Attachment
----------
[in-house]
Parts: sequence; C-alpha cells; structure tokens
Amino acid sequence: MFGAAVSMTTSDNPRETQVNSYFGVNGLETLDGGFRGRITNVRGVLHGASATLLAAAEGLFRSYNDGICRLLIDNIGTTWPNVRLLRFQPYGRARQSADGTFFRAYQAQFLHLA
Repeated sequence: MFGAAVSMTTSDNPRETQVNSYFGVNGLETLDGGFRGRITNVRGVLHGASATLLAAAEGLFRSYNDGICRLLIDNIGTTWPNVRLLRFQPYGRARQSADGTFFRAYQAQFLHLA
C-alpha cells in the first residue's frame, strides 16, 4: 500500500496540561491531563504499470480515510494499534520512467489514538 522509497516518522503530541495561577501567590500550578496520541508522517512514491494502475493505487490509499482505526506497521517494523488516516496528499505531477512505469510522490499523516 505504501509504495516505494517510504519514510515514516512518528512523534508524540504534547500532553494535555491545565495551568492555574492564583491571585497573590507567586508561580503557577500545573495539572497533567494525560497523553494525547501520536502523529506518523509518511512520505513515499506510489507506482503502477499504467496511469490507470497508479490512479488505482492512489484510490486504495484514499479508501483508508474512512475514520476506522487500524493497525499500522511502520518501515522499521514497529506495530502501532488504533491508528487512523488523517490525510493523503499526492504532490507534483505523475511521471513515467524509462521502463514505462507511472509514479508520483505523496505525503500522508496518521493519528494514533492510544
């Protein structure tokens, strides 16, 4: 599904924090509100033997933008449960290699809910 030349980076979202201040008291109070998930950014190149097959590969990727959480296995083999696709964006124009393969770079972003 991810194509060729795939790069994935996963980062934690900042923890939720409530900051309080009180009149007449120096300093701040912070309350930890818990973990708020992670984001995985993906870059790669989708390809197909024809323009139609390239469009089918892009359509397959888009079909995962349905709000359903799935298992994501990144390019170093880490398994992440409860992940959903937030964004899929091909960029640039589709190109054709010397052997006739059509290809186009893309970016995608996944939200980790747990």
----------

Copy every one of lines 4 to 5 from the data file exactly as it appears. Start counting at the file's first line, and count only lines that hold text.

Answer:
Repeated sequence: MFGAAVSMTTSDNPRETQVNSYFGVNGLETLDGGFRGRITNVRGVLHGASATLLAAAEGLFRSYNDGICRLLIDNIGTTWPNVRLLRFQPYGRARQSADGTFFRAYQAQFLHLA
C-alpha cells in the first residue's frame, strides 16, 4: 500500500496540561491531563504499470480515510494499534520512467489514538 522509497516518522503530541495561577501567590500550578496520541508522517512514491494502475493505487490509499482505526506497521517494523488516516496528499505531477512505469510522490499523516 505504501509504495516505494517510504519514510515514516512518528512523534508524540504534547500532553494535555491545565495551568492555574492564583491571585497573590507567586508561580503557577500545573495539572497533567494525560497523553494525547501520536502523529506518523509518511512520505513515499506510489507506482503502477499504467496511469490507470497508479490512479488505482492512489484510490486504495484514499479508501483508508474512512475514520476506522487500524493497525499500522511502520518501515522499521514497529506495530502501532488504533491508528487512523488523517490525510493523503499526492504532490507534483505523475511521471513515467524509462521502463514505462507511472509514479508520483505523496505525503500522508496518521493519528494514533492510544